Back when I changed my brake pads I found that one of the lug studs on the driver’s side rear tire had stripped threads. Or maybe the process of taking the tire off stripped the threads. I’m not sure. But I would need to change that lug, and that’s what I did this weekend.
After removing the tire, the first step was to get the brake caliper out of the way. It was held on by two rather stubborn bolts. After sliding out the pads, some Kroil and a breaker bar made short work of that. I threaded some twine through the caliper and tied it to the spring to prevent the hard brake line from getting damaged and moved it to the side.
Next I removed the brake rotor. Remember to disengage the parking brake as the rotor won’t budge if the parking brake shoes are engaged. Then I put a sacrificial lug nut on the stripped stud and hit it with a hammer until it popped out.
The stud is kept in place in the wheel hub by the splined base section which is slightly oversize. This means that it needs to be pressed in, a task that is likely much easier to do at the factor before the dust guard and parking brake mechanism is installed. Since those two bits were already there pressing the stud in proved to be more difficult. I eventually did it in two steps. First I clamped the flared base of the stud with locking pliers to help keep it from spinning. Then I used a stack of washers as spacers and started tightening down a lug nut. The idea was that each turn would pull the stud in a little more. Eventually it was in far enough that it wouldn’t spin on its own. At this point I put the brake rotor back on and used the same lug nut and washer technique to snug it in the rest of the way.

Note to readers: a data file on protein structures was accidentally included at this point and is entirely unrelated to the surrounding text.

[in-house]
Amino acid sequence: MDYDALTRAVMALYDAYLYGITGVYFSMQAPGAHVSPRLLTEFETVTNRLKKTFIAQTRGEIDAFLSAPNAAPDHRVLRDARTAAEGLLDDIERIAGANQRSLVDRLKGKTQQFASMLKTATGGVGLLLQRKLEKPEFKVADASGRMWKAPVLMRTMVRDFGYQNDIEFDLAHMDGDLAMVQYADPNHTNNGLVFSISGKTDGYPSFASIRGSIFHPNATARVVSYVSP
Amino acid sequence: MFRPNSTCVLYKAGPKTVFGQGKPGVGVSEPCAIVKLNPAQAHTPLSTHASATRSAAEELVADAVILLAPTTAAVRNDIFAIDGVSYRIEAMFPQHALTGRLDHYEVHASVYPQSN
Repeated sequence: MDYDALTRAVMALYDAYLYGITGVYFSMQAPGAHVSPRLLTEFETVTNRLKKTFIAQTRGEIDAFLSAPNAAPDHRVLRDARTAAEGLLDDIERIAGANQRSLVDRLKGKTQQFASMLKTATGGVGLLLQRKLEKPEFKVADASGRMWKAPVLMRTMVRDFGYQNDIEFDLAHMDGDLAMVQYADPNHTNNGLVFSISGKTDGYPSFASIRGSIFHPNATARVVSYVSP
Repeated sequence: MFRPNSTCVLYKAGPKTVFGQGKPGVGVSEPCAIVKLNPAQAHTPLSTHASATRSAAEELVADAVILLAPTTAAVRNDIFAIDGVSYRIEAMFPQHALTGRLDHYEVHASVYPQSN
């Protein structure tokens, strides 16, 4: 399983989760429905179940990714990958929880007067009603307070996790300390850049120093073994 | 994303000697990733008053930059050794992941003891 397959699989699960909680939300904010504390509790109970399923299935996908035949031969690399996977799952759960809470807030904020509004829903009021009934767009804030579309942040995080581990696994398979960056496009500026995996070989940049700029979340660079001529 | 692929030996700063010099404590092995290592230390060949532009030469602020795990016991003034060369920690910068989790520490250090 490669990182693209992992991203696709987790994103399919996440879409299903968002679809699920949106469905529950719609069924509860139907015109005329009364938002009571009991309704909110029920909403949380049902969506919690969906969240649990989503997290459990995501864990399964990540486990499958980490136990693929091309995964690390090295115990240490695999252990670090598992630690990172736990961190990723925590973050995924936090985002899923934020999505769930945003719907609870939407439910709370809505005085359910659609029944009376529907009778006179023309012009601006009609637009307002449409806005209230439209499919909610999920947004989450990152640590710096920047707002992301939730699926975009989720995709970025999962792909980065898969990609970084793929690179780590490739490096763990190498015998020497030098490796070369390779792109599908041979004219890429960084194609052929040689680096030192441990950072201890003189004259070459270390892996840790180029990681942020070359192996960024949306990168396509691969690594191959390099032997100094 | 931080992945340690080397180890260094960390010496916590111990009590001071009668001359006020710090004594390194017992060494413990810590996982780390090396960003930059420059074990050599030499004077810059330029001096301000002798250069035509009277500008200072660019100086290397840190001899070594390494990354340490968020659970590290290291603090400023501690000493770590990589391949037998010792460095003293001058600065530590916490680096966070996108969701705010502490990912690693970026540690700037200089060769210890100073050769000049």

I marked the end of the stud with a Sharpie to make sure it was not turning as I tightened it down, and I had to remove the rotor a couple of times so I could see if the stud was all the way in. Eventually it got there, so on back went the caliper, in went the pads, and on went the tire. I know there are torque specs for the bolts that keep the caliper on, but there was no way to get my torque wrench in the wheel well, so I’m going with the good old “not gonna fall off” feeling.
And there you are. The replaced lug stud gleams shiny and chrome, and the tire is back on.